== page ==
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DOT to spend $148 million to reduce truck idling and emissions at U.S. ports


Federal officials announced nearly $150 million in funding to reduce pollution from idling trucks at U.S. ports.

The Reduction of Truck Emissions at Port Facilities Grant Program will provide $148 million in grants to 11 states and Puerto Rico for projects to reduce emissions from idling trucks at ports, according to the U.S. Department of Transportation’s Federal Highway Administration (FHWA).

Some of the projects will support replacing diesel-powered trucks with zero-emission trucks as well as building truck charging infrastructure, but others will focus on improving efficiencies at ports so that truckers don’t spend so long waiting and idling.

Officials say that the funding will result in improved air quality for truck drivers, port workers, and communities near ports.

See below for details from the FHWA on some of the planned projects:

  • California is receiving $49.7 million for port improvements. The Ports of Long Beach, Oakland and Los Angeles will receive funding to replace diesel- and gas-powered trucks and shuttle buses with zero-emission technologies, electric trucks and EV chargers.
  • Texas is receiving $26.9 million for improvements to the Port of Houston, including 30 new zero-emission, short-haul trucks and portable electric chargers for battery electric vehicle trucks to make zero-emission technology accessible and more affordable to owners and operators of small trucking fleets. It will also pay for the installation of new automated terminal operating systems to reduce truck idling times.
  • Georgia is receiving $15.3 million toward improvements at the Port of Savannah, including to build large-scale charging project near the port, replace diesel-powered trucks, and expand the use of low-emission and zero-emission equipment.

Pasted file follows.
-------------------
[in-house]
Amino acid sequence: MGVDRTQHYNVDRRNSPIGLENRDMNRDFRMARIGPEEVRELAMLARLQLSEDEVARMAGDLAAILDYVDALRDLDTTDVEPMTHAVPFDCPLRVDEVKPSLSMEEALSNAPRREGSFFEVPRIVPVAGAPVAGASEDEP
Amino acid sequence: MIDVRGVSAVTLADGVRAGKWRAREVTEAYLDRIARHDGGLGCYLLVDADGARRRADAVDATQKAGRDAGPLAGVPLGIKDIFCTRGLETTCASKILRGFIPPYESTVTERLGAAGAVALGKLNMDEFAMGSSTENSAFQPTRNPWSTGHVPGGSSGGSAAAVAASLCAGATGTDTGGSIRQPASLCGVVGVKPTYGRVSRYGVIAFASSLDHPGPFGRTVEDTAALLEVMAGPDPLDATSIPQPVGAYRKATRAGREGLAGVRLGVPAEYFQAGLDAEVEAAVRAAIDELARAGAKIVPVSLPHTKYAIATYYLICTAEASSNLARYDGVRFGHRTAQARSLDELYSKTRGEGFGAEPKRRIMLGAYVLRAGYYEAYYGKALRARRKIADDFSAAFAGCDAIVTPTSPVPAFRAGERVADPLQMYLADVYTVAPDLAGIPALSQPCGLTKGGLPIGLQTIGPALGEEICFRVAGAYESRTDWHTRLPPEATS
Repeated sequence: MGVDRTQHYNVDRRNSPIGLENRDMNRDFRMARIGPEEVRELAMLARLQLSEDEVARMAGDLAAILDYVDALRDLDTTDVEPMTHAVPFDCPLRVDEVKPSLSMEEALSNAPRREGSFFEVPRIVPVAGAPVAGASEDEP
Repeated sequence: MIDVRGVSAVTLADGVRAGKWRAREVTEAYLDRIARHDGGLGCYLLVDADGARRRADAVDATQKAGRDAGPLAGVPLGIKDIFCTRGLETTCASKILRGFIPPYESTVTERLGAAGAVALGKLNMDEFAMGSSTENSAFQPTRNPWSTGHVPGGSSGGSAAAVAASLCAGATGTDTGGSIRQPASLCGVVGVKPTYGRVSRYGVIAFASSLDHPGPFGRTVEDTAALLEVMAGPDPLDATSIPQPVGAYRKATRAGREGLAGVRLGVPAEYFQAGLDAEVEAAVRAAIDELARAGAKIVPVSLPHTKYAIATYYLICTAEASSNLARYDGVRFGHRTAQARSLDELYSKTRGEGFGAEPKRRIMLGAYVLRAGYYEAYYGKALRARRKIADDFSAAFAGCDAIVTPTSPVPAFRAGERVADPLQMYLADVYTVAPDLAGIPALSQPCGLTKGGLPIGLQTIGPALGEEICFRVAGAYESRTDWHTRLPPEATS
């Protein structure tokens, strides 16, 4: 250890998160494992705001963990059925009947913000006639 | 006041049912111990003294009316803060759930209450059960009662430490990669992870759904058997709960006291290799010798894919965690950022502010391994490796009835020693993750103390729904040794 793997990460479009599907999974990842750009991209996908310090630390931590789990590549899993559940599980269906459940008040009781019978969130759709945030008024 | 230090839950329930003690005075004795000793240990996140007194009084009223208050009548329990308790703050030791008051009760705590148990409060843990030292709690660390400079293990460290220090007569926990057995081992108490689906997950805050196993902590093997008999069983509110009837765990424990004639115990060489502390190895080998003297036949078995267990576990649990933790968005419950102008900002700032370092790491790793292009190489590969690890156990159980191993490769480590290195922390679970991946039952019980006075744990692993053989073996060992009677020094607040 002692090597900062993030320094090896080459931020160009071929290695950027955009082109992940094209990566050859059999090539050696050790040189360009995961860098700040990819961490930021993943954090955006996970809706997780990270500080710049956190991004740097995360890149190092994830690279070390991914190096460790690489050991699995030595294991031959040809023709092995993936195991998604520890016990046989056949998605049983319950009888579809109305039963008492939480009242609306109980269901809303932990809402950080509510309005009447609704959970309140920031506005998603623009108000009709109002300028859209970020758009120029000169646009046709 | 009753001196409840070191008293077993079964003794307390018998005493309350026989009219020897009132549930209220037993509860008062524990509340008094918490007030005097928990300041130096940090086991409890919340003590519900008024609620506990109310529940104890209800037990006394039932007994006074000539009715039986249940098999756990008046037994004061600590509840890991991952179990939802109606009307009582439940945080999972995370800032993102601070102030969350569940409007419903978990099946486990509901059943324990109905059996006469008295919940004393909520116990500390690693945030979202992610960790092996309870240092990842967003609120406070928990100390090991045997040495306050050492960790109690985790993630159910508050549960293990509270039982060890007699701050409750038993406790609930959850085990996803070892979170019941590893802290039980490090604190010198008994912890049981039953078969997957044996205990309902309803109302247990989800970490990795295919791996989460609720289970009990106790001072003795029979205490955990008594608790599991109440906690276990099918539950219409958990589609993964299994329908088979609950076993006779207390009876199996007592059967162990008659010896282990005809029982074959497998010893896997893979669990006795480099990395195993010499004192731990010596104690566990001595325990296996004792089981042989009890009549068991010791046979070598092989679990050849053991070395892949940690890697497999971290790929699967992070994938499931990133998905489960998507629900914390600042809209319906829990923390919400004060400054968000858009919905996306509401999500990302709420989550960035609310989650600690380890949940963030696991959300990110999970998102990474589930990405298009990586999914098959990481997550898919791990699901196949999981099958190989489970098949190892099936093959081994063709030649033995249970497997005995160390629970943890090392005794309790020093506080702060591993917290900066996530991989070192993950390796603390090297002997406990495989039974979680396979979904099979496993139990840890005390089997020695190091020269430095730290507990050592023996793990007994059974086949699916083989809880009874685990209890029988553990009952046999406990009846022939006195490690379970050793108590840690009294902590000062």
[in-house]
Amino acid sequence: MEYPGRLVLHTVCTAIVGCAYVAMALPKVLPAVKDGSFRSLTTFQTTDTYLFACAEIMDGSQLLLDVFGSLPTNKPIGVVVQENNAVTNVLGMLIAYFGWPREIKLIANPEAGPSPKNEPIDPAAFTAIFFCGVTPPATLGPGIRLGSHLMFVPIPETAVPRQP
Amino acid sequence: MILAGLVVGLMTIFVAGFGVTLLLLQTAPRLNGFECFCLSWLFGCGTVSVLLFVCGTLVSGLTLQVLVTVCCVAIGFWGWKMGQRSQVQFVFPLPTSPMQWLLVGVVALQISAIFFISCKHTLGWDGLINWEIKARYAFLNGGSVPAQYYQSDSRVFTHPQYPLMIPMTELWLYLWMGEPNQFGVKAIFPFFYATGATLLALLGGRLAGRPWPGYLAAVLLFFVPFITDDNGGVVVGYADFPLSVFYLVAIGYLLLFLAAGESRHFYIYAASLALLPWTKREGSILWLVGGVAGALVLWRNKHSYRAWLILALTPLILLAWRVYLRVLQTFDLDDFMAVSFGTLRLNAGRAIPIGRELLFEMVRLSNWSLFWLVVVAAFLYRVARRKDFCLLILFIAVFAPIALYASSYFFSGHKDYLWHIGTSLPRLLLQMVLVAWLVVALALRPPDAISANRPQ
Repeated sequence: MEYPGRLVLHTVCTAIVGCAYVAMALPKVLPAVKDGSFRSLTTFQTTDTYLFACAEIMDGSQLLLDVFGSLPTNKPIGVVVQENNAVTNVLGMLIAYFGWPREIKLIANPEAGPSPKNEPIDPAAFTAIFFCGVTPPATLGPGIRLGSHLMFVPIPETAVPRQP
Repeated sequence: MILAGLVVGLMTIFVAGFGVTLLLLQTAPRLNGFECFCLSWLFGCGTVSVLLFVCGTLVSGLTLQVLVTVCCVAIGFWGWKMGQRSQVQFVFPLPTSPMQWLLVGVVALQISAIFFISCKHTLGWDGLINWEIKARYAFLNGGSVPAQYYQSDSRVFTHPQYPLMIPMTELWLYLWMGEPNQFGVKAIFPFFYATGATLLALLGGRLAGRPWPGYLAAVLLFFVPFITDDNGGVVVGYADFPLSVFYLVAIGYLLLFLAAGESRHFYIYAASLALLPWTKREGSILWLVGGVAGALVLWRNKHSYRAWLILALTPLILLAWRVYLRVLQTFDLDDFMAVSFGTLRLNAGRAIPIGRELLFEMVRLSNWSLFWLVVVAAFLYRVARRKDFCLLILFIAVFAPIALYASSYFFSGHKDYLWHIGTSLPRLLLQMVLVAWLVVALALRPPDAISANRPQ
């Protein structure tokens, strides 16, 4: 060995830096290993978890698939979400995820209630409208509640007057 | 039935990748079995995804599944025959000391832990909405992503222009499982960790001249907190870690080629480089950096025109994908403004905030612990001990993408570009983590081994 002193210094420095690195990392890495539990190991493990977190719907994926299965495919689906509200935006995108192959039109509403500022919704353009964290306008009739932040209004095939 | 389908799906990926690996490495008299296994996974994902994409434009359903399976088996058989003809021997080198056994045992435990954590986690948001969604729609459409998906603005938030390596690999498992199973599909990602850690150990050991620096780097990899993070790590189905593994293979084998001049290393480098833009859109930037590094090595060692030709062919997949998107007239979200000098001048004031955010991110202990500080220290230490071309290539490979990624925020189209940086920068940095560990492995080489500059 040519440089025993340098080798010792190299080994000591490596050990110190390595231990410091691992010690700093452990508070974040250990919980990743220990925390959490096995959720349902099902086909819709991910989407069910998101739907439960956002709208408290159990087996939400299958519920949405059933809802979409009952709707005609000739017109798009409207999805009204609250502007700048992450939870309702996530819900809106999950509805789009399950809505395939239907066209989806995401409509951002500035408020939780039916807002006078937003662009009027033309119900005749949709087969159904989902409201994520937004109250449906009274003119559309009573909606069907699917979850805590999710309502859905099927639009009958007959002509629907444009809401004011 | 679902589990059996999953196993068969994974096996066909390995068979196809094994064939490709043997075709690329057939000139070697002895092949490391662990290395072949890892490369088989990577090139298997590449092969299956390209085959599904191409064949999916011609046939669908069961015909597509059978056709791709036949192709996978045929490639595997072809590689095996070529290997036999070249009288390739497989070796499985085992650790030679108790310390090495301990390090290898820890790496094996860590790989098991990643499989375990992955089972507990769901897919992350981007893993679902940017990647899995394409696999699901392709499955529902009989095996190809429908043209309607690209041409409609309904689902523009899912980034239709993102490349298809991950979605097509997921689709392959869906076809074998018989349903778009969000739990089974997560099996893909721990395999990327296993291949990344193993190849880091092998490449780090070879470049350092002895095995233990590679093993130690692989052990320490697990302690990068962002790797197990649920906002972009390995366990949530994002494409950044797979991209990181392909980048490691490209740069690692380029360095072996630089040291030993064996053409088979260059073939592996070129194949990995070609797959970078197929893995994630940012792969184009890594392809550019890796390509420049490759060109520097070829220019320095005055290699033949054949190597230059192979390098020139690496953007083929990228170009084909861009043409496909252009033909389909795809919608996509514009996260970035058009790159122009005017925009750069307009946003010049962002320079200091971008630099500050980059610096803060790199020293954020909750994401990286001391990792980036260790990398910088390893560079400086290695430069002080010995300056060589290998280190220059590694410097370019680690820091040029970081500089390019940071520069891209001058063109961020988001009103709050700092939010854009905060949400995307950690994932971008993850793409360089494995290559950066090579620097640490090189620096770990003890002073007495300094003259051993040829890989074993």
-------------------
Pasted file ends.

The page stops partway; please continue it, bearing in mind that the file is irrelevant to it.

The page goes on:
• Florida is receiving $10 million for Talleyrand Marine Terminal in Jacksonville and the Port Everglades Terminal in Fort Lauderdale to replace diesel-powered trucks, while terminal improvements at the Seaboard Port of Miami will reduce truck idling time at the gates.
  • Louisiana is receiving $7.1 million to purchase 14 new all-electric heavy-duty terminal trucks and five light-duty pickup trucks to replace diesel vehicles currently in use. Funding also will be used to upgrade electrical infrastructure and evaluate new emissions-reducing equipment.
  • New Jersey is receiving $2.2 million to replace 20 diesel trucks with more efficient, environmentally friendly vehicles that run on clean, low-emitting propane fuel.

“When truckers spend hours idling at ports, it’s bad for drivers, bad for supply chains, and bad for nearby communities that feel the brunt of more polluted air,” said U.S. Transportation Secretary Pete Buttigieg. “The investments we are announcing today will save truck drivers time and money and help ports reduce congestion and emissions, while making the air more breathable for workers and communities.”

“The projects funded under this program will improve the quality of life for workers and families impacted by pollution from idling trucks while building a clean-energy economy that combats climate change and makes our communities more resilient,” said Federal Highway Administrator Shailen Bhatt. “Port-related trade is good for the economy — which is why we are pleased to announce this investment from President Biden’s Bipartisan Infrastructure Law that will make a real difference for people who live and work near ports.”


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